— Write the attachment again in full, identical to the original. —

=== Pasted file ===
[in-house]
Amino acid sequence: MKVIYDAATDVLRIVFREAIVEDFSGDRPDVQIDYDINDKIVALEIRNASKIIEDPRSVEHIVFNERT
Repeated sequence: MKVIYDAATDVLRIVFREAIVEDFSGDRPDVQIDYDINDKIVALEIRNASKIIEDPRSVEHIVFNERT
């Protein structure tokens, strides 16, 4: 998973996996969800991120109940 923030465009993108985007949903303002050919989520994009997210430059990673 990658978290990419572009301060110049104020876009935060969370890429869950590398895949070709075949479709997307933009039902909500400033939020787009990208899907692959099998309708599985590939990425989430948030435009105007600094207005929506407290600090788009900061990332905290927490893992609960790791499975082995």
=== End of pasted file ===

[in-house]
Amino acid sequence: MKVIYDAATDVLRIVFREAIVEDFSGDRPDVQIDYDINDKIVALEIRNASKIIEDPRSVEHIVFNERT
Repeated sequence: MKVIYDAATDVLRIVFREAIVEDFSGDRPDVQIDYDINDKIVALEIRNASKIIEDPRSVEHIVFNERT
């Protein structure tokens, strides 16, 4: 998973996996969800991120109940 923030465009993108985007949903303002050919989520994009997210430059990673 990658978290990419572009301060110049104020876009935060969370890429869950590398895949070709075949479709997307933009039902909500400033939020787009990208899907692959099998309708599985590939990425989430948030435009105007600094207005929506407290600090788009900061990332905290927490893992609960790791499975082995």